Under those laws more than 20 Republican newspaper editors were arrested and some were imprisoned. Among those was newspaperman James Callender who called Adams a “hideous hermaphroditical character, which has neither the force of a man, nor the gentleness and sensibility of a woman.” These details are not in the book, by the way.

Levin notes Abraham Lincoln enforced censorship during the Civil War and jailed several reporters, editors and publishers.

Newspaper column: Gun background check law is a futile gesture

The frequency of gun violence calls for a senseless and futile gesture and Nevada Democratic lawmakers are just the ones to do it.

In a matter of days this past week the Nevada Legislature passed Senate Bill 143, which requires background checks to be conducted prior to the sale or transfer of any firearm by a private individual to anyone other than an immediate family member. It passed both the state Senate and Assembly without a single Republican vote. Democratic Gov. Steve Sisolak signed the bill shortly after the Assembly passed it Friday.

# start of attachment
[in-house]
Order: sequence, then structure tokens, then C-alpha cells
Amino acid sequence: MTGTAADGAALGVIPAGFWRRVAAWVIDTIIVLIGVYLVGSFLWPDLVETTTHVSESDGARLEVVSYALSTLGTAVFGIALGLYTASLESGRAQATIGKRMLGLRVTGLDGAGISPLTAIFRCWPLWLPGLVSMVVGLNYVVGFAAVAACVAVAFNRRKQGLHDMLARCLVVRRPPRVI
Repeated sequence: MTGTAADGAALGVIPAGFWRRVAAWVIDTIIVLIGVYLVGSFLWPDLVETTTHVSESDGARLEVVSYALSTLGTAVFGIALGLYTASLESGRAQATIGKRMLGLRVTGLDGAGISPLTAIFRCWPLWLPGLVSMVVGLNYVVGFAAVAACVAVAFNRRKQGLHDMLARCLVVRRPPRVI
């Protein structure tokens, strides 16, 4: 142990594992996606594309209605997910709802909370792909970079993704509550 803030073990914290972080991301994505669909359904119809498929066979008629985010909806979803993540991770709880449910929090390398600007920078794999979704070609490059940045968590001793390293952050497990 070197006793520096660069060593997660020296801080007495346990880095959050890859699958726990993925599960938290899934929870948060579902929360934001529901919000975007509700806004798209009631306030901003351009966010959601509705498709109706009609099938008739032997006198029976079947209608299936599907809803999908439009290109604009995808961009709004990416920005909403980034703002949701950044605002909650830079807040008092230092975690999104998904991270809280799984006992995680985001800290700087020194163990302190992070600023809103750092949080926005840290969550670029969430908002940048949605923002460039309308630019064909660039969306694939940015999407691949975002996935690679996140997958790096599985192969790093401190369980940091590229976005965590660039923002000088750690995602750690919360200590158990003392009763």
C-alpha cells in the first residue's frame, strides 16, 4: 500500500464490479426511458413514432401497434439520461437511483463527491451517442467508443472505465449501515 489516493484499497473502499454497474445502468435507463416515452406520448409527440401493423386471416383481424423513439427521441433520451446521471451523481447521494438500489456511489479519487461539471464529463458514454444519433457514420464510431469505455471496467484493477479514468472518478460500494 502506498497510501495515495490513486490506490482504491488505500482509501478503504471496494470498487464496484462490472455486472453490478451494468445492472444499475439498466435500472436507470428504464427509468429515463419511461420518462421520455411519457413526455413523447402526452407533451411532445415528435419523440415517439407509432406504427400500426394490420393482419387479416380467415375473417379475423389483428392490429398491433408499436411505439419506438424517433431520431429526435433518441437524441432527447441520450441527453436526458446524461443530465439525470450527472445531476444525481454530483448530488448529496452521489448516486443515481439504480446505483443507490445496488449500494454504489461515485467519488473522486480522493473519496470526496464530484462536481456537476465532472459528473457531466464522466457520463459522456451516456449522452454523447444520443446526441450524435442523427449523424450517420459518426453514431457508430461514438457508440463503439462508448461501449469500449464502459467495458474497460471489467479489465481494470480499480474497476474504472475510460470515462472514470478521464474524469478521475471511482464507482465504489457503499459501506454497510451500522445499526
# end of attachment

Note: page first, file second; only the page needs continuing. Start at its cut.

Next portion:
The bill is an effort to fix the fundamental flaw that made a similar background check requirement narrowly approved by voters in 2016 unenforceable. The backers of the ballot initiative, Question 1, tried to avoid having a fiscal note saying how much the background checks would cost Nevada taxpayers by requiring the checks to be run through an FBI database and not the Central Repository for Nevada Records of Criminal History, which handles all background checks for federally licensed gun dealers in the states. The FBI refused to do the checks and the attorney general declared the law unenforceable and a district court judge agreed.

SB143 requires the state criminal history repository to be used.

Question 1 passed with only 50.45 percent of the voters approving it, failing in every county except Clark. Ninety percent of Eureka County voters rejected it, as did 82 percent in Elko and White Pine, 74 percent in Nye, 88 percent in Lincoln, 76 percent in Mineral and 89 percent in Esmeralda, for example.

In pressing for passage of the bill Friday an assembly member mentioned the Feb. 14 shooting at a Florida high school a year earlier and read the names of those killed.

Another mentioned the Oct. 1, 2017, mass shooting that left 58 dead at a Las Vegas country music festival as being a reason to require background checks on private firearms sales.